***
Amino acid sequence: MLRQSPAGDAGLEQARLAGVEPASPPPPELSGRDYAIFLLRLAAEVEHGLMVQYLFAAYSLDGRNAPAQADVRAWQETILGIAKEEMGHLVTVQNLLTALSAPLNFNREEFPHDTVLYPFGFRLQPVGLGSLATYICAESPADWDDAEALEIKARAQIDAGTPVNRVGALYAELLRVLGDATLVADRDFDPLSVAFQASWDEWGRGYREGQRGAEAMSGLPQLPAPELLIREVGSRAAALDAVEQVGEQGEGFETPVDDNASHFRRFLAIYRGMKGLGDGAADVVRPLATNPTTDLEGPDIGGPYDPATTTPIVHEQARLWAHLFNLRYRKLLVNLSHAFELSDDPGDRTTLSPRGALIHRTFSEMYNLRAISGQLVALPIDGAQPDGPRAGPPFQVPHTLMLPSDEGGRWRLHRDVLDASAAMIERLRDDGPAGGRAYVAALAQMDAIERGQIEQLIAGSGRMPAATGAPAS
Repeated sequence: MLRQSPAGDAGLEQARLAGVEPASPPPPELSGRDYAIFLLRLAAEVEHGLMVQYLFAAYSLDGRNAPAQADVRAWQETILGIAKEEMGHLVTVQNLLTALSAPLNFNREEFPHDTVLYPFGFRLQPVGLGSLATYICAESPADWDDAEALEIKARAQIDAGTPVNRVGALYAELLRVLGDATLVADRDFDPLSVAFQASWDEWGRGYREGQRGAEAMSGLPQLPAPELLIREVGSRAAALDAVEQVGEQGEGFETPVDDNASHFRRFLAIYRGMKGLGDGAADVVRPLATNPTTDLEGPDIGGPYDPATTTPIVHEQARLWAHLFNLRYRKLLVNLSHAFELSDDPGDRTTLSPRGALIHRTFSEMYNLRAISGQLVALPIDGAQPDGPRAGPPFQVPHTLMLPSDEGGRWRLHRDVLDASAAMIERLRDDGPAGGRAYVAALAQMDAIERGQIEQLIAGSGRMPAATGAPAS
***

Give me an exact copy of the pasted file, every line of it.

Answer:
Amino acid sequence: MLRQSPAGDAGLEQARLAGVEPASPPPPELSGRDYAIFLLRLAAEVEHGLMVQYLFAAYSLDGRNAPAQADVRAWQETILGIAKEEMGHLVTVQNLLTALSAPLNFNREEFPHDTVLYPFGFRLQPVGLGSLATYICAESPADWDDAEALEIKARAQIDAGTPVNRVGALYAELLRVLGDATLVADRDFDPLSVAFQASWDEWGRGYREGQRGAEAMSGLPQLPAPELLIREVGSRAAALDAVEQVGEQGEGFETPVDDNASHFRRFLAIYRGMKGLGDGAADVVRPLATNPTTDLEGPDIGGPYDPATTTPIVHEQARLWAHLFNLRYRKLLVNLSHAFELSDDPGDRTTLSPRGALIHRTFSEMYNLRAISGQLVALPIDGAQPDGPRAGPPFQVPHTLMLPSDEGGRWRLHRDVLDASAAMIERLRDDGPAGGRAYVAALAQMDAIERGQIEQLIAGSGRMPAATGAPAS
Repeated sequence: MLRQSPAGDAGLEQARLAGVEPASPPPPELSGRDYAIFLLRLAAEVEHGLMVQYLFAAYSLDGRNAPAQADVRAWQETILGIAKEEMGHLVTVQNLLTALSAPLNFNREEFPHDTVLYPFGFRLQPVGLGSLATYICAESPADWDDAEALEIKARAQIDAGTPVNRVGALYAELLRVLGDATLVADRDFDPLSVAFQASWDEWGRGYREGQRGAEAMSGLPQLPAPELLIREVGSRAAALDAVEQVGEQGEGFETPVDDNASHFRRFLAIYRGMKGLGDGAADVVRPLATNPTTDLEGPDIGGPYDPATTTPIVHEQARLWAHLFNLRYRKLLVNLSHAFELSDDPGDRTTLSPRGALIHRTFSEMYNLRAISGQLVALPIDGAQPDGPRAGPPFQVPHTLMLPSDEGGRWRLHRDVLDASAAMIERLRDDGPAGGRAYVAALAQMDAIERGQIEQLIAGSGRMPAATGAPAS